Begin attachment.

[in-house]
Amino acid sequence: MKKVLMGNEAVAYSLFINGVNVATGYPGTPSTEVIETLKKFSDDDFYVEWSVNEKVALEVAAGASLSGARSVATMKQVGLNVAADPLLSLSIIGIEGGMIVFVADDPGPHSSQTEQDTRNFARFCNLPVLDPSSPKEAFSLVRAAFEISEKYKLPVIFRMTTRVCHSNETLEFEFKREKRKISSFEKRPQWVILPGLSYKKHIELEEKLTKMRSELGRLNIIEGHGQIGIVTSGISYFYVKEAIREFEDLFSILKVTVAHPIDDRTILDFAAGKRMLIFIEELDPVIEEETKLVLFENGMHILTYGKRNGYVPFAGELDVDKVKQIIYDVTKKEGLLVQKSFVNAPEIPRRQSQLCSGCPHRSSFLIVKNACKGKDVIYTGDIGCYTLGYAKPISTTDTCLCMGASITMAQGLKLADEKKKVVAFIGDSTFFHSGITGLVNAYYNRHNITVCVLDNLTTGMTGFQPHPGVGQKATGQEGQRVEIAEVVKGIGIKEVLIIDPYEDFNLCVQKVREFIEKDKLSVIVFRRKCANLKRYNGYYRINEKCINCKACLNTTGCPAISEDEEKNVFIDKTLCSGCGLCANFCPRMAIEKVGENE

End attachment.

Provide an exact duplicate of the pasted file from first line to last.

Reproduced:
[in-house]
Amino acid sequence: MKKVLMGNEAVAYSLFINGVNVATGYPGTPSTEVIETLKKFSDDDFYVEWSVNEKVALEVAAGASLSGARSVATMKQVGLNVAADPLLSLSIIGIEGGMIVFVADDPGPHSSQTEQDTRNFARFCNLPVLDPSSPKEAFSLVRAAFEISEKYKLPVIFRMTTRVCHSNETLEFEFKREKRKISSFEKRPQWVILPGLSYKKHIELEEKLTKMRSELGRLNIIEGHGQIGIVTSGISYFYVKEAIREFEDLFSILKVTVAHPIDDRTILDFAAGKRMLIFIEELDPVIEEETKLVLFENGMHILTYGKRNGYVPFAGELDVDKVKQIIYDVTKKEGLLVQKSFVNAPEIPRRQSQLCSGCPHRSSFLIVKNACKGKDVIYTGDIGCYTLGYAKPISTTDTCLCMGASITMAQGLKLADEKKKVVAFIGDSTFFHSGITGLVNAYYNRHNITVCVLDNLTTGMTGFQPHPGVGQKATGQEGQRVEIAEVVKGIGIKEVLIIDPYEDFNLCVQKVREFIEKDKLSVIVFRRKCANLKRYNGYYRINEKCINCKACLNTTGCPAISEDEEKNVFIDKTLCSGCGLCANFCPRMAIEKVGENE